Publication details for Prof David AlexanderViolino, G., Coppin, K.E.K., Stevens, J.A., Farrah, D., Geach, J.E., Alexander, D.M., Hickox, R., Smith, D.J.B. & Wardlow, J.L. (2016). A SCUBA-2 survey of FeLoBAL QSOs. Are FeLoBALs in a ‘transition phase’ between ULIRGs and QSOs? Monthly Notices of the Royal Astronomical Society 457(2): 1371-1384.
- Publication type: Journal Article
- ISSN/ISBN: 0035-8711, 1365-2966
- DOI: 10.1093/mnras/stv2937
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Author(s) from Durham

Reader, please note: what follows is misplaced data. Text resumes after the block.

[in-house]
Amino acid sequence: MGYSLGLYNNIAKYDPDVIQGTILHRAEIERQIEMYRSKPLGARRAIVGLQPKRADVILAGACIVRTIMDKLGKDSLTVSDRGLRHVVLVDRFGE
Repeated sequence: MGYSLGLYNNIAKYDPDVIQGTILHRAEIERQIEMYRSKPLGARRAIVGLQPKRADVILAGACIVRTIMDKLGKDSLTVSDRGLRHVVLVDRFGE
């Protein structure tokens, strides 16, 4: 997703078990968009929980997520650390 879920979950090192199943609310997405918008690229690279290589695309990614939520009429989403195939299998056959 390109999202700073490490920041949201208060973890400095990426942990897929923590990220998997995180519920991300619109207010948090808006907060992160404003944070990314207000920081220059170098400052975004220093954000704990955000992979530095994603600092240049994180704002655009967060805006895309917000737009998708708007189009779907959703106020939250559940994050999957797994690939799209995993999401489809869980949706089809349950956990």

It is thought that a class of broad absorption line (BAL) QSOs, characterized by Fe absorption features in their UV spectra (called ‘FeLoBALs’), could mark a transition stage between the end of an obscured starburst event and a youthful QSO beginning to shed its dust cocoon, where Fe has been injected into the interstellar medium by the starburst. To test this hypothesis, we have undertaken deep Submillimetre Common-User Bolometer Array 2 (SCUBA-2) 850 μm observations of a sample of 17 FeLoBAL QSOs with 0.89 ≤ z ≤ 2.78 and −23.31 ≤ MB ≤ −28.50 to directly detect an excess in the thermal emission of the dust which would probe enhanced star formation activity. We find that FeLoBALs are not luminous sources in the sub-mm, none of them are individually detected at 850 μm, nor as a population through stacking (Fs = 1.14 ± 0.58 mJy). Statistical and survival analyses reveal that FeLoBALs have sub-mm properties consistent with BAL and non-BAL QSOs with matched redshifts and magnitudes. An Spectral Energy Distribution fitting analysis shows that the far-infrared emission is dominated by active galactic nuclei activity, and a starburst component is required only in 6/17 sources of our sample; moreover the integrated total luminosity of 16/17 sources is L ≥ 1012 L⊙, high enough to classify FeLoBALs as infrared luminous. In conclusion, we do not find any evidence in support of FeLoBAL QSOs being a transition population between an ultraluminous infrared galaxy (ULIRG) and an unobscured QSO; in particular, FeLoBALs are not characterized by a cold starburst which would support this hypothesis.